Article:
Tells the story of life on earth in the course of one single day, narrated by Robert Redford and made by BBC Earth Films. This film features stunning visuals and scored a 100 per cent positive rating on the critical aggregator website Rotten Tomatoes. The family feature took three years to make, was filmed over 142 filming days in 22 countries and features 38 different species. It takes viewers up close and personal with a cast of unforgettable characters - a baby zebra desperate to cross a swollen river, a penguin who heroically undertakes a death-defying daily commute to feed his family, a family of sperm whales who like to snooze vertically, and a sloth on the hunt for love. 'As a storyteller and film-maker I often look to nature for sources of inspiration', said Robert Redford, narrator. 'In Earth: One Amazing Day, BBC Earth Films captured the natural world and its inhabitants using the perfect combination of storytelling and cutting-edge technology. The scenes and images are as inspirational as they are beautiful, and I was honoured to be a part of the film'. Told with humour, intimacy, emotion and a jaw-dropping sense of cinematic splendour, this film is a colourful, ultra-vivid family friendly adventure that spectacularly highlights how every day the natural world is filled with more unseen dramas and wonders than can possibly be imagined - until now.
120 metres down off the wild coast of South Africa lives an animal once thought to have been extinct for 65 million years - the coelacanth, locally known as Gombessa. A dinosaur fish, a living fossil, that remains the only link connecting fish to terrestrial tetrapods: its fins contain the beginning of reptile and mammal leg bones! And what about the vestigial lung found at the back of its huge mouth? …
2013 • Nature
Fresh water is our most precious resource and it defines the distribution of life on land. Follow the descent of rivers from their mountain sources to the sea. Watch spectacular waterfalls, fly inside the Grand Canyon and explore the wildlife below the ice in the world's deepest lake. Witness unique and dramatic moments of animal behaviour: a showdown between smooth-coated otters and mugger crocodiles; deep-diving long tailed macaques; massive flocks of snow geese on the wing and a piranha frenzy in the perilous waters of the world's largest wetland.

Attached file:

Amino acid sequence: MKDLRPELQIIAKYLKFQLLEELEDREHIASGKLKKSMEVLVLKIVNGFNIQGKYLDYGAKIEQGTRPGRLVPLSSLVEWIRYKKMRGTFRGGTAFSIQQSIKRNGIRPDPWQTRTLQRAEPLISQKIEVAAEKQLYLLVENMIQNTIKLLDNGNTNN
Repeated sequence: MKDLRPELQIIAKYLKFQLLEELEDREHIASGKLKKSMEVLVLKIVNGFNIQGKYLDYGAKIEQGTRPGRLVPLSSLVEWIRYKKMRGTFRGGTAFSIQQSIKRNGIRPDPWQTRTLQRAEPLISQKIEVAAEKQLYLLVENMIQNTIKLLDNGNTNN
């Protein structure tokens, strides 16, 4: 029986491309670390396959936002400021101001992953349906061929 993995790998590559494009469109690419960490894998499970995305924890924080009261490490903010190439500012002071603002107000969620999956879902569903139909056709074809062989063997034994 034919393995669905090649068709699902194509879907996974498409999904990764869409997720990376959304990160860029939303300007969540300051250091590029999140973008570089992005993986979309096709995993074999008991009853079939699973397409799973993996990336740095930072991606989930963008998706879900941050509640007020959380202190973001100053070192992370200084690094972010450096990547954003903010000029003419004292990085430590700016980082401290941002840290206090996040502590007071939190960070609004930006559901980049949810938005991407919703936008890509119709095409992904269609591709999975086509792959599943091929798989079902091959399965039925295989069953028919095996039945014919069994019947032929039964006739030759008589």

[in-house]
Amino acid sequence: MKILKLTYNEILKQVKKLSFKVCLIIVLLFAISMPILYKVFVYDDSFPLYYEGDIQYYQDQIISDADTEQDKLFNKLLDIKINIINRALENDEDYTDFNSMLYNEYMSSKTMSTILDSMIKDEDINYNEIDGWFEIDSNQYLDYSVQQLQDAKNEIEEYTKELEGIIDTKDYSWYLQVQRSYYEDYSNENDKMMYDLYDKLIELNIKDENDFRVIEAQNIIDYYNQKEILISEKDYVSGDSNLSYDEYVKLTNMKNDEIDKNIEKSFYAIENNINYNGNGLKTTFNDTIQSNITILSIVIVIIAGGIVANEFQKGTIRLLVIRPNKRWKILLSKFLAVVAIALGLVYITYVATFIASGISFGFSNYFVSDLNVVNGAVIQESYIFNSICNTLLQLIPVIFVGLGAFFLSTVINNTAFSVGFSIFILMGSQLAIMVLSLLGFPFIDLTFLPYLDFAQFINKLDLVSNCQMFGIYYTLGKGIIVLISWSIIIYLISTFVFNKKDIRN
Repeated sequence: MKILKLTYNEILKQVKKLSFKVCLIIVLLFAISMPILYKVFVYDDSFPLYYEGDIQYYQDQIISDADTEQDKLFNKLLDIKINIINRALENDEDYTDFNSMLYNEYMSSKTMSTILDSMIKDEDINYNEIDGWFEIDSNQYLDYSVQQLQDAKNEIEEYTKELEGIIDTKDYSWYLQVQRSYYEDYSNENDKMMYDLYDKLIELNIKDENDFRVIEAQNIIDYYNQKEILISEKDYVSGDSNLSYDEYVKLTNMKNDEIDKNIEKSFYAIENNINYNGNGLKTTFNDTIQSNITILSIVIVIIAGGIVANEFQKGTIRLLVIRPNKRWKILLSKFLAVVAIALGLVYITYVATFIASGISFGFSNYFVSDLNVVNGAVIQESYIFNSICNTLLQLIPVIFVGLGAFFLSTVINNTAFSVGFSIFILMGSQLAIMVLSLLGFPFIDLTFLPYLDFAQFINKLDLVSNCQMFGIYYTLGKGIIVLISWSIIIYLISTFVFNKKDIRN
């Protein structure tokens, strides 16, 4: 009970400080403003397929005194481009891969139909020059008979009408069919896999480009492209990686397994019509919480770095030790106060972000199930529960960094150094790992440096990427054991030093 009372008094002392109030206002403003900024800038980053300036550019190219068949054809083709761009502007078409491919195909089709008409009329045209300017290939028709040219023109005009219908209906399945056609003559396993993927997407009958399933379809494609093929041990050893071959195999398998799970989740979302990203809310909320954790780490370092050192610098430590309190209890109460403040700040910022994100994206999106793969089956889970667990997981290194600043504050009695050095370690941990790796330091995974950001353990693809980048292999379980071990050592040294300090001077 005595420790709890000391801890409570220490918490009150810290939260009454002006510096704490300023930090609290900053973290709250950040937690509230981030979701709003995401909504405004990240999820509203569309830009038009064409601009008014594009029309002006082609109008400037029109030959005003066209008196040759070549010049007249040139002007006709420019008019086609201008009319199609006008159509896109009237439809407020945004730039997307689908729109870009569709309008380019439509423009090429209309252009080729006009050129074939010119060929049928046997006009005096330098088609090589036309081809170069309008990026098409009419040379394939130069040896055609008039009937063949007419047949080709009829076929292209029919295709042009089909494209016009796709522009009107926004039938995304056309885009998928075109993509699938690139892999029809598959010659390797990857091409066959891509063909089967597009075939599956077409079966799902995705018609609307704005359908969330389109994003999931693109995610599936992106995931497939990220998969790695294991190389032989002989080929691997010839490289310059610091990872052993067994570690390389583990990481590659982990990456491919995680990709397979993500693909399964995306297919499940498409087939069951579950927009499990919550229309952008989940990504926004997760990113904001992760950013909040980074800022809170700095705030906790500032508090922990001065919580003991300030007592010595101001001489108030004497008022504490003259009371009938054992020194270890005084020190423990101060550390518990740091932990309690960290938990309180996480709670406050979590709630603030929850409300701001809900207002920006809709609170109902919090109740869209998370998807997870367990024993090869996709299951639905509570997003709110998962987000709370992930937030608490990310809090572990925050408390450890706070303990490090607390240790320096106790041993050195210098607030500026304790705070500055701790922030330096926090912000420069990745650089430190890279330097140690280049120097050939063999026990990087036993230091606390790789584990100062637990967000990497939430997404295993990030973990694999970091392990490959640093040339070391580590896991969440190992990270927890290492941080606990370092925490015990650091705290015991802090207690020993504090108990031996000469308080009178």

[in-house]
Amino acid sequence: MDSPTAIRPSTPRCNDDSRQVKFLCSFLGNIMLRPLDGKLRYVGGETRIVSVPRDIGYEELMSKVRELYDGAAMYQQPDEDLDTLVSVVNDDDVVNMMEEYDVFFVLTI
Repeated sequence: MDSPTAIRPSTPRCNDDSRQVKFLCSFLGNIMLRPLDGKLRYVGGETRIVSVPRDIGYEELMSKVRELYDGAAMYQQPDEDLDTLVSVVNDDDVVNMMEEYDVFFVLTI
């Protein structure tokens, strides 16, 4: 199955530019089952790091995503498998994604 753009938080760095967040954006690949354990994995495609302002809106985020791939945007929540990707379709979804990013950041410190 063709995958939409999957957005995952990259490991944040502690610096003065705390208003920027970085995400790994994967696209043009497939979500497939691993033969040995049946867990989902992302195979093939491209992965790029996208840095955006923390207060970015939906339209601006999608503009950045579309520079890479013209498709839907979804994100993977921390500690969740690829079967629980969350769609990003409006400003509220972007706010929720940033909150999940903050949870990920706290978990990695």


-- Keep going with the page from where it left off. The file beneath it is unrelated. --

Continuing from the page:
During the rainy season in Africa, a herd of buffalo can create thousands of pounds of waste in a day, which would be an environmental disaster if not for the dung beetle. These extraordinary insects depend on waste to survive. They eat it, attract mates with it, and raise families in it. Although dung beetles are critical to the ecosystem, they don't have it easy. Every day, they must avoid being trampled, evade predators like bullfrogs, honey badgers, and rock monitor lizards, and rival dung beetle families desperate for the same fecal prize.
2018 • Nature
Our planet was once populated by megafauna, big top-of-the-food-chain predators that played their part in balancing our ecosystems. When those megafauna disappear, the result is a "trophic cascade," where every part of the ecosystem reacts to the loss. How can we stay in balance? George Monbiot suggests rewilding: putting wolves, lions and other predators back on top -- with surprising results.
A journey through nature, commerce and adventure, The Fruit Hunters takes us from the dawn of humanity to the cutting of edge of modern agriculture — a series that will change not just the way we look at what we eat, but what it means to be human. The Fruit Hunters' first episode, "The Evolution of Desire," explores the origins of fruit's diversity and tells the story of humanity and fruit's intimate co-evolution. Every variety of fruit has a story, the story of the person who cultivated an individual plant, and then shared something wonderful with the world. To preserve this diversity is to retain this living memory. A passionate few, the fruit hunters, fight to preserve this diversity in a world increasingly dominated by economically driven monoculture.